This year so far has been nothing short of amazing. My research takes me to wild and wonderful places on a regular basis – being a biologist definitely suits my need for adventure! But I’m also a photographer, and oftentimes I find myself getting a little frustrated. There are experiences that I can’t translate into photos, and they’re often the most thrilling, moving ones. Like a snowstorm, a maelstrom of White-faced storm petrels returning to their clifftop nest-sites on dark. Like the speed and grace of Grey-faced petrels spinning overhead in the blustery dusk, jack-knifing turns that give me neck-ache just trying to follow along.
If I was just a photographer, I’d have a better go at capturing these, but I’m not. I’m not just out in these wild places for fun – I have work to do. So my hands are full gathering data for the most part, and then on occasion I can grab a camera to try and record a little of what we’re doing.
The Fuji X100 has always been my baby – it’s a neat little camera that is unassuming but surprisingly powerful. It’s now my go-to for any fieldwork, and it’s as much a part of my kit as pen and paper, spring scales and bird-bags. Unfortunately at some point the flash has broken – so I’ve lost that particular functionality and I do need to get it fixed. But I don’t use flash that often, so I can get along fine without it. Working at night can make photography hard, but setting this up with spot-metering for exposure to catch the action with head-lamps, aperture wide open at 2.8, and the ISO pumped to 1600 gives some great results.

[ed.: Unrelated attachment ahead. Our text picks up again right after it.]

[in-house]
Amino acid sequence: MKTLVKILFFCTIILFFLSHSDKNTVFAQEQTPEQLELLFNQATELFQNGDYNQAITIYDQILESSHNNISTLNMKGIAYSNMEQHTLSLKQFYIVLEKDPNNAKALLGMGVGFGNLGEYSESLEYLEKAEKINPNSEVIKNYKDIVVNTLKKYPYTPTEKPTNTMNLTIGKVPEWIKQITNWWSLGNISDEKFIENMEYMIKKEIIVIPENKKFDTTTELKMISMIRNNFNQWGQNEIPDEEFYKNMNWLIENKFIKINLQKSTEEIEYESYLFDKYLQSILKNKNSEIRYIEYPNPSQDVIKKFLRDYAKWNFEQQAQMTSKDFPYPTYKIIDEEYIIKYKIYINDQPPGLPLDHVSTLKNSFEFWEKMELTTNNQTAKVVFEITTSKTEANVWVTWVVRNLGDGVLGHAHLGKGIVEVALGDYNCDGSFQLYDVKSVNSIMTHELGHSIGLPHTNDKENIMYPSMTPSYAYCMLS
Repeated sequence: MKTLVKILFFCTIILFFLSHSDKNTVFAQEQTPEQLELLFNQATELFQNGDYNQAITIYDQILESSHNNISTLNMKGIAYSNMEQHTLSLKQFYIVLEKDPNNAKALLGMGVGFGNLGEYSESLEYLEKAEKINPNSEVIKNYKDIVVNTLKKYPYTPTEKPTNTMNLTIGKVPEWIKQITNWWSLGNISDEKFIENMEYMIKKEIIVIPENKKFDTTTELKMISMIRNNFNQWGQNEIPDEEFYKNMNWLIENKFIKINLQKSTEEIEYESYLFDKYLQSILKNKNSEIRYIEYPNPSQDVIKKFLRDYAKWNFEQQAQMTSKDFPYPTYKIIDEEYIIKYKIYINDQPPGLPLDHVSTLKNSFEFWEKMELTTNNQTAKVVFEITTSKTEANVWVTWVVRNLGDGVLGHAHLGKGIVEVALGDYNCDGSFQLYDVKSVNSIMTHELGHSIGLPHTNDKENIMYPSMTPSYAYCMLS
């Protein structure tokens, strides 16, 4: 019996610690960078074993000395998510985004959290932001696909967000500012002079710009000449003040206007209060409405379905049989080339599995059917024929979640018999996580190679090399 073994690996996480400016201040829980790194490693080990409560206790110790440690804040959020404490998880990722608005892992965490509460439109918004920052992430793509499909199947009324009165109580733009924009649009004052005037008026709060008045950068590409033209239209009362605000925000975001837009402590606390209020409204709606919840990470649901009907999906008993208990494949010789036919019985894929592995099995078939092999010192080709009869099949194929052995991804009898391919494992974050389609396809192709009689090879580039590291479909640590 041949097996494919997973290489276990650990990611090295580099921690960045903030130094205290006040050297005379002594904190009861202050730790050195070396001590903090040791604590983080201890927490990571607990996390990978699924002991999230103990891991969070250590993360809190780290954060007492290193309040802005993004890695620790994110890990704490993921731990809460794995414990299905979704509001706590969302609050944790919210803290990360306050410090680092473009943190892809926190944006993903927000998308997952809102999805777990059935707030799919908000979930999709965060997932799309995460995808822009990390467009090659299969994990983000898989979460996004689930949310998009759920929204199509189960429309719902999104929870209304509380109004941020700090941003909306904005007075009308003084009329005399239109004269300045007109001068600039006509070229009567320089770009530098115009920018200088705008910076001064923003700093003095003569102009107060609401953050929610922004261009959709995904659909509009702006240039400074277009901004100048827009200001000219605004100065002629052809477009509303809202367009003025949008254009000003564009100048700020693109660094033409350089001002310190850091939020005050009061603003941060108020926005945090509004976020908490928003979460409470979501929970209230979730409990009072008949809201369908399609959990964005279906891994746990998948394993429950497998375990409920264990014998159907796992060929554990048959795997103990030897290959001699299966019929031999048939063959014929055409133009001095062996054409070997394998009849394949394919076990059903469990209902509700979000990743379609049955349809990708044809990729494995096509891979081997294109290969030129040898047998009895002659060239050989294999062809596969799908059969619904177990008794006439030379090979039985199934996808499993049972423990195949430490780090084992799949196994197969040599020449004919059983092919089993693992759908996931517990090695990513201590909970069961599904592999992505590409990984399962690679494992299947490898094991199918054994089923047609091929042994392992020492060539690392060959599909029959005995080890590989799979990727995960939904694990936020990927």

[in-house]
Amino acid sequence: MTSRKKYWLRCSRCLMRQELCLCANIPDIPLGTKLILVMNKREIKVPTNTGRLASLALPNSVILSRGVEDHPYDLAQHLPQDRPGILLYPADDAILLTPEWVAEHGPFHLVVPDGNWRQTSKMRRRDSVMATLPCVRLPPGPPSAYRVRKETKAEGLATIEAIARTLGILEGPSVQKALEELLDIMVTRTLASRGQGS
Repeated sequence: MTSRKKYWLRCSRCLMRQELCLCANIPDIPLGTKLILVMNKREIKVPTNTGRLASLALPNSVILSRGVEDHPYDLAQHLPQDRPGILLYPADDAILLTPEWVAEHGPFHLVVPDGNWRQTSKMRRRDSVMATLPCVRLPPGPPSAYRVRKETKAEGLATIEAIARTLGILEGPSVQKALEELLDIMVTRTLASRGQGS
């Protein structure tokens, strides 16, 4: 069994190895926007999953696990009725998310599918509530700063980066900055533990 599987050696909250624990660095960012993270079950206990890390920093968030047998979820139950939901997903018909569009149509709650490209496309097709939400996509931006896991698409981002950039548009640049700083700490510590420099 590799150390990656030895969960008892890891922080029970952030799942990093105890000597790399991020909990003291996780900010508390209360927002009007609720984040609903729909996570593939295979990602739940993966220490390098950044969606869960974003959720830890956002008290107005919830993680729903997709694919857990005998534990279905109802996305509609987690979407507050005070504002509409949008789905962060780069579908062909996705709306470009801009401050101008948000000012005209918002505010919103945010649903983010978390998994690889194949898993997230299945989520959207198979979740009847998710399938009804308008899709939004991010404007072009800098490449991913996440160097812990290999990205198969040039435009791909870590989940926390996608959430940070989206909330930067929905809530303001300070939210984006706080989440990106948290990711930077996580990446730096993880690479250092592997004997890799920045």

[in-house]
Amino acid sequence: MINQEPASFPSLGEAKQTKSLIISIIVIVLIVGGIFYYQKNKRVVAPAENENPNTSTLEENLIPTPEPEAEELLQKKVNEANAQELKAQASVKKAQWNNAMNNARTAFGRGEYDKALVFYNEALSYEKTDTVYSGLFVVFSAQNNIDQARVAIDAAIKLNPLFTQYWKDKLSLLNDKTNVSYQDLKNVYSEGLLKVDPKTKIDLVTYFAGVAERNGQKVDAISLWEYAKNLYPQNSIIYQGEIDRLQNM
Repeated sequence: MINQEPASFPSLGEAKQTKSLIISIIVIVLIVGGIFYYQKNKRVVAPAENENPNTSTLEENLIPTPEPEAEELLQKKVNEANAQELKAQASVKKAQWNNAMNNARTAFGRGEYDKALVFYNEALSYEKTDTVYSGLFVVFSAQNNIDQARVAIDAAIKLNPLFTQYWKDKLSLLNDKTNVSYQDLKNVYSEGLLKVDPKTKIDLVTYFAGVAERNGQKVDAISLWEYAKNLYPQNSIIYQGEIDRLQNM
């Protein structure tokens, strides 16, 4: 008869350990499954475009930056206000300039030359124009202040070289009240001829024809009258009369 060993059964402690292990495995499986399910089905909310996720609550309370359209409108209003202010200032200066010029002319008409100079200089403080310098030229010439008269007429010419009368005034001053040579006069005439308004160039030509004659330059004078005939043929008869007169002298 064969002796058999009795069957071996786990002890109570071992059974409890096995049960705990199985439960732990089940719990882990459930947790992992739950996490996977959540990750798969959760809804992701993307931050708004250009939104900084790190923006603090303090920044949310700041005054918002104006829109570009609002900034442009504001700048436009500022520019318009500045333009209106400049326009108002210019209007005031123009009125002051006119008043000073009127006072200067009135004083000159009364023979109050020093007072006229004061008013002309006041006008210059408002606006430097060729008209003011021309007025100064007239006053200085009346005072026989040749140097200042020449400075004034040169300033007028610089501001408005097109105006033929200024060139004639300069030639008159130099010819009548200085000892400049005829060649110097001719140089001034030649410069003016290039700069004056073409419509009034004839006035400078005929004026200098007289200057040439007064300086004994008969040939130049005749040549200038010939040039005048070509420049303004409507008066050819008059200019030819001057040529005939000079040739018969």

But I don’t just take photos. I’ve always kept travel journals, and throughout my postgraduate study I’ve kept a journal of sorts to help me remember what I’m meant to be doing. And although it’s taken me a while to find a method that works properly, I’ve kept field notes of all my work so far this year. They started as part of my normal thesis journal, but then I realised that I needed to include sketches of things that I’d seen but not been able to photograph. Or a visual reference of certain burrows so I can remember how best to reach my birds. Or just sketches in general – I’m very visually oriented and drawing helps me to remember and solidify things in my mind. So I went out the other week and bought myself a small notebook, reinforced the cover with layers of tape, and now I have the perfect field note book for my needs.
Here’s a little peek inside – notes from our trip to the Mokohinau Islands last week. Mostly it’s just observations and notes on the fieldwork we do like checking nest boxes, but I also make sketch notes of scenes that I couldn’t take photos of, so that I can remember them and maybe get around to drawing them up properly at some point. I have started drawing again this year – I never really stop sketching, but I don’t often have time to dedicate to it. But it’s a very useful tool for a biologist to have, so it’s a muscle I need to keep exercising!